2

I have an array like this:

array=(1 2 7 6)

and would like to search for the second largest value, with the output being

secondGreatest=6

Is there any way to do this in bash?

  • 3
    What if array=(1 2 7 6 7)? What is the 2nd largest value, 6 or 7? – glenn jackman Jan 23 '19 at 15:38
4
printf '%s\n' "${array[@]}" | sort -n | tail -2 | head -1

Print each value of the array on it's own line, sort it, get the last 2 values, remove the last value

secondGreatest=$(printf '%s\n' "${array[@]}" | sort -n | tail -2 | head -1)

Set that value to the secondGreatest variable.


Glenn Jackman had an excellent point about duplicate numbers that I didn't consider. If you only care about unique values you can use the -u flag of sort:

secondGreatest=$(printf '%s\n' "${array[@]}" | sort -nu | tail -2 | head -1)
| improve this answer | |
  • 5
    You could save one pipe if you reverse sort, so that the answer is always in second place e.g. printf '%s\n' "${array[@]}" | sort -rn | awk NR==2 (likely head + tail is more efficient though) or (at least with GNU Coreutils, which support the null delimiters) printf '%s\0' "${array[@]}" | sort -rzn | cut -d '' -f2 – steeldriver Jan 23 '19 at 14:03
4

A bash-specific loop through the array could do it; you have to keep track of the largest and second-largest. The only other tricky part is to be careful about initializing those values; the largest value is initialized to the first element; the second-largest value is initialized the first time we see a value that's smaller than the largest value. Subsequently for the second-largest value, we only update it if it's strictly less than the current largest value:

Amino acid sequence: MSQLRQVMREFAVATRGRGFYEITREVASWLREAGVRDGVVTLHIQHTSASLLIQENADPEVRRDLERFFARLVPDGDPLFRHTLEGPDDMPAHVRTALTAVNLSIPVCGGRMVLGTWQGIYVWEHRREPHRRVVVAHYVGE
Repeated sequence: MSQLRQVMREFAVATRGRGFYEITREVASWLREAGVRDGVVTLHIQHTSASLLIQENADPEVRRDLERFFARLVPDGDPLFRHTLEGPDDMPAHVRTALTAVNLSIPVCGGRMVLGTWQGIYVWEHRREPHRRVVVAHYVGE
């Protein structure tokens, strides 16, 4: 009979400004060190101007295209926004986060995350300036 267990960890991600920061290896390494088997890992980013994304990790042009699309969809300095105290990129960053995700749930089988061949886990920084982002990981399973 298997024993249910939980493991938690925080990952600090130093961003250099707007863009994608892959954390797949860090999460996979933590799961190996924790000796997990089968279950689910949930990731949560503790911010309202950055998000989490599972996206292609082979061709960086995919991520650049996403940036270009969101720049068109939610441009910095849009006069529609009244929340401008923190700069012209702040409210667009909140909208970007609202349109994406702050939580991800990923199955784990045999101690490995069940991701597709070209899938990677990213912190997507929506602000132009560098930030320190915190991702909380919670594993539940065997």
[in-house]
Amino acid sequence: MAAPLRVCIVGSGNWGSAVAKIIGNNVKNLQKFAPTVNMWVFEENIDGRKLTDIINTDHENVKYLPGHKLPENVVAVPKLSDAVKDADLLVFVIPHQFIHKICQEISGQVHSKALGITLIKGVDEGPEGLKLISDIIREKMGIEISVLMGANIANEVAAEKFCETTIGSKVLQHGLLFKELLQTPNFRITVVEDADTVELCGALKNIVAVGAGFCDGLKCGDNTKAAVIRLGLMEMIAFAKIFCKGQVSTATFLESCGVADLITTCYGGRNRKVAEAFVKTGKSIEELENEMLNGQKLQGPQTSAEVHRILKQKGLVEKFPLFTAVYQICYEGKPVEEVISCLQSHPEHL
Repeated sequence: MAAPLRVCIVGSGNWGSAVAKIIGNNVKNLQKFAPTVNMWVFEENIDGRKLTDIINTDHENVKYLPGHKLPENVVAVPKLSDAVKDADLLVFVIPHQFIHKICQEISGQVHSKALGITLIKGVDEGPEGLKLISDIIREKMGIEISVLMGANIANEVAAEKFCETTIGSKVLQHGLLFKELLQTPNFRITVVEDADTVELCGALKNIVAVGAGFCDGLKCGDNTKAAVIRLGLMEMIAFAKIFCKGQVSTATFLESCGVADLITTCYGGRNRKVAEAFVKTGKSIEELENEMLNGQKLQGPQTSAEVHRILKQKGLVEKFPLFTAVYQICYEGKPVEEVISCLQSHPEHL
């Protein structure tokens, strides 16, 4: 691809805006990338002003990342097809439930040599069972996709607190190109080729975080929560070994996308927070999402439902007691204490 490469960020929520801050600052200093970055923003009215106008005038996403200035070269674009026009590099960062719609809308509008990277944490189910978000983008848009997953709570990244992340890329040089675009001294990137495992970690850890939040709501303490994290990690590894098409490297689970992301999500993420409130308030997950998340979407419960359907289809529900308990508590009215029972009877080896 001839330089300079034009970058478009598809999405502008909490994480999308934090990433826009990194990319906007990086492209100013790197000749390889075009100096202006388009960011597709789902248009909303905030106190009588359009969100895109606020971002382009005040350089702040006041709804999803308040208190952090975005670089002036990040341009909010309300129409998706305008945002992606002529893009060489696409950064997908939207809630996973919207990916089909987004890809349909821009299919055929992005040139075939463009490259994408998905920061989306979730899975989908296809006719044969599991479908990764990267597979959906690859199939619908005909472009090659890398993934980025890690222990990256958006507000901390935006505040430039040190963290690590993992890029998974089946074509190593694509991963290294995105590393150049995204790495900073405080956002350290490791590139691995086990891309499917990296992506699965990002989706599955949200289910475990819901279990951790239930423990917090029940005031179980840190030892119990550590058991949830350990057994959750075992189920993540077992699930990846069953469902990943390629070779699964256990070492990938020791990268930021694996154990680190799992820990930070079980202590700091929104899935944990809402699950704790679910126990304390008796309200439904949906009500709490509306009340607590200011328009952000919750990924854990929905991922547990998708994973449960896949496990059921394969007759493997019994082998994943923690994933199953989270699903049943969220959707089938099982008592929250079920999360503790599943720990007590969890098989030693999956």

#!/bin/bash

array=(7 7 6 2 1)

if [ "${#array[@]}" -lt 2 ]
then
  echo Incoming array is not large enough >&2
  exit 1
fi

largest=${array[0]}
secondGreatest='unset'

for((i=1; i < ${#array[@]}; i++))
do
  if [[ ${array[i]} > $largest ]]
  then
    secondGreatest=$largest
    largest=${array[i]}
  elif (( ${array[i]} != $largest )) && { [[ "$secondGreatest" = "unset" ]] || [[ ${array[i]} > $secondGreatest ]]; }
  then
    secondGreatest=${array[i]}
  fi
done

echo "secondGreatest = $secondGreatest"

It's still slower than calling out to sort, but it has the added benefit of picking the strictly-smaller second-largest value in the face of multiple high values (such as 7 and 7 above).

| improve this answer | |
0

It's a good job for dc :

array=(1 2 7 6)
echo ${array[*]} | dc -f - -e '
  [lasbdsa]sB
  [dla!>Bsc1z>A]sA
  lAx
  [secondGreatest=]nlbp'
| improve this answer | |

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